Veteran orchestra director shares his musical passion

Goodman brings international experience to the Hill


During alpha period on Feb. 11, Mr. Steve Goodman directs the orchestra, which practices in the basement of Cunningham Hall. Goodman brings a vast range of professional experience as a musician to the Hill to share with his students, who were practicing a piece called “No Bounds,” which the group would eventually perform with the jazz band.

Andrew de las Alas , Reporter

Jake Langdon

Anyone who’s walked through the Cunningham basement (when school isn’t virtual) in the early morning hours would be hard pressed to miss the sound of the jazz band or orchestra running through one of their pieces.

Mr. Steve Goodman directs both ensembles, but his musical background criss crosses the United States and Europe. Dedicated to the craft of violin, Goodman wields a staggering encyclopedic knowledge of jazz, technique and theory, but like many musicians, is driven by a passion for the music itself.

A native to Los Angeles, Goodman said he moved from South Central to Whittier in second grade. At Los Nietos Middle School, which he attended for summer school classes, Goodman was exposed to a life-altering viola presentation. “I had never seen someone play a string instrument at that level,” he said.

Fueling his newfound interest, Goodman’s mother purchased tickets for the pair to see Itzhak Perlman, an Israeli violinist with polio. “My jaw was open and I don’t think I was breathing for an hour and a half,” said Goodman. He said, “That’s what I want to do.”

As a 9-year old, Goodman played soccer and “was a hard-core science guy,” but after receiving his first violin he began integrating music into his schedule. “Starting from Day 1, I had to play an hour a day,” said Goodman. “I would run around, do homework, and just live, but it was a lot of hard work,” he said. At times his friends would come around, and Goodman would have to say, “I can’t play baseball right now, I’m practicing.”

Eventually his teacher, Mr. Jim Anoldi, would recommend another instructor, Mr. Robert Keane. However, soon after switching, Keane told the Goodmans that their son needed another teacher, Mrs. Elizabeth Ivanoff Holborn, who was quite the distinguished musician, graduating from Juilliard and played in the Long Beach symphony, and serving as a staff member at the University of Michigan’s Interlochen International Arts Academy.

From California to Switzerland 

After college at the University of Michigan, Goodman began establishing himself as a musician, associating with networks of musicians all across the world. Still living in Los Angeles, Mr. Dale Hauskins, a guitarist friend from the Swiss progrock band Flame Dream, mentioned that his friends in the French folk group Al Pesto were looking for a violinist. The gig economy in California was difficult so Goodman and his new wife packed up, sold everything, and flew to Switzerland.

“They were the most famous folk group in Switzerland,” said Goodman. Swiss Air used to include Al Pesto’s music in their tourism videos, and if you listen carefully, you can hear the sound of Goodman’s violin. However, before his grand European tour was able to begin, it was halted.

Arriving in Europe via air, Goodman then took a train to Lucerne where he met an Al Pesto affiliate for lunch. Goodman said, “I asked when the tour was going to begin exactly, and he just looked at me and said, ‘Oh it’s been canceled.’”

The stereotypical musician lifestyle commenced. Goodman, laughing, said, “I had $500.” With nothing to incentivize a return to the United States, the Goodmans were effectively stuck in Switzerland.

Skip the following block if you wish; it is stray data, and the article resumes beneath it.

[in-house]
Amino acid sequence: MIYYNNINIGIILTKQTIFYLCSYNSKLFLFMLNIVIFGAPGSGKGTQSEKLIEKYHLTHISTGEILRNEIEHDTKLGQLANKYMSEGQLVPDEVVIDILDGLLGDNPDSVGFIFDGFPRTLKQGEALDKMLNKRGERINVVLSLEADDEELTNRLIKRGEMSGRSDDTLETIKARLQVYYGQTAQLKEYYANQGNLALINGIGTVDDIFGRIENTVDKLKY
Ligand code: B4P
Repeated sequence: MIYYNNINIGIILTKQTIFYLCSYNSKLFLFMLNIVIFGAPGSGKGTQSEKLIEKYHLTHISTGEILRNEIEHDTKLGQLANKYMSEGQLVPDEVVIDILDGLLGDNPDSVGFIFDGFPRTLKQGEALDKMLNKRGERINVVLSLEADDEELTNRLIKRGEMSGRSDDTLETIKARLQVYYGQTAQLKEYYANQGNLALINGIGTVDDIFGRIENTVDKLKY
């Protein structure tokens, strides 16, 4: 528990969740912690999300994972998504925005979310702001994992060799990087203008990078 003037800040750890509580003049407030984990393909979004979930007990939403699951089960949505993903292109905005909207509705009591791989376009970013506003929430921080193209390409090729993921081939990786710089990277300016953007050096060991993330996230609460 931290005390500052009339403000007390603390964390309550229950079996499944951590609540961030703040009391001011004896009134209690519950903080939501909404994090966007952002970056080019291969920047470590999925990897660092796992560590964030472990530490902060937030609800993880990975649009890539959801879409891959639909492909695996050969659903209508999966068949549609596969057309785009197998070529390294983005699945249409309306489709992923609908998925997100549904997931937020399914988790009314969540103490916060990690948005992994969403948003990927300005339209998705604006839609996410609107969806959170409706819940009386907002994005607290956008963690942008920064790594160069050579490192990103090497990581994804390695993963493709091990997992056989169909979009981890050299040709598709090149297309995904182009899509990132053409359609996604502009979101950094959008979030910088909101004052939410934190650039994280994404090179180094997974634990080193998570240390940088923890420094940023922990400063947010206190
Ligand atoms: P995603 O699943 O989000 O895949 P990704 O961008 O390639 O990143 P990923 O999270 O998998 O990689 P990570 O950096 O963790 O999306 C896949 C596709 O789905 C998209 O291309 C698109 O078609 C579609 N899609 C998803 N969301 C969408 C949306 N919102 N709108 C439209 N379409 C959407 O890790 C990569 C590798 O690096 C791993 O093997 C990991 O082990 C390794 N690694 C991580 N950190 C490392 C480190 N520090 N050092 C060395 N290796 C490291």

To make do, Goodman said he played along the river Reuss  where the tourists were, but with little to no avail. “I met a friend one day, and he asked me how I was doing,” said Goodman. “I told him, ‘I’ve been eating rice for a month.’ He asked, ‘What!? How can you do that?’” Goodman told him that he’d use whatever he could afford to accompany it. “Rice with sugar, rice with salsa. One day I found raisins, so we had rice with raisins too,” he said.

Luckily, the friend gave Goodman some advice. “The Americans don’t tip,” he said. “If you want real money, you need to wake up at 6 a.m. and go down to the train station. You can practice your scales, studies, whatever. We Europeans know and appreciate our music.” Goodman, who had been making around 17 francs in five days along the river, brought in 45 francs in two hours, easily proving his friend right.

Goodman would eventually find a break and tour with Al Pesto (and started eating food other than rice). Faxed the music the night before he left, Goodman said that he had to learn it on the train ride to Stügart. “I set up a music stand in the bathroom and practiced all night. People would knock, use the bathroom, and I’d go back in. The odor was a bit interesting,” he said. 

While on tour Goodman had a multitude of television appearances and was hired to co-write music for the Maralam Theater group. Known as Sri Salami, the production was about Tamil asylum seekers, and Goodman was able to work with assistant director Mr. Anton Ponrajah, who now serves as a political liaison for the United Nations. Sri Salami would go on to win the Vesta Ag Culture Prize for theater and music.

Playing avant garde jazz

Independently, Goodman also started an avant garde jazz band, PaGo LiBre. Each syllable reflects the first part of each musician’s last name. Mr. John Wolfe Brennan, the “fantastic jazz pianist” for the group, heard how string quartets at the Lucerne Conservatory were struggling in their production of George Crumb’s Black Angels, and recommended Goodman.

“It’s a very tricky piece,” said Goodman. He was appointed the title of adjunct professor, and while unable to teach lessons, he coached string quarters and worked sound for master recitals.

Through a combination of Al Pesto, PaGo LiBre and Sri Salami, Goodman found himself as “the most famous American violinist in Switzerland.” To give an idea of who made up his audience, the former president and finance minister of Switzerland come close to the top of the list.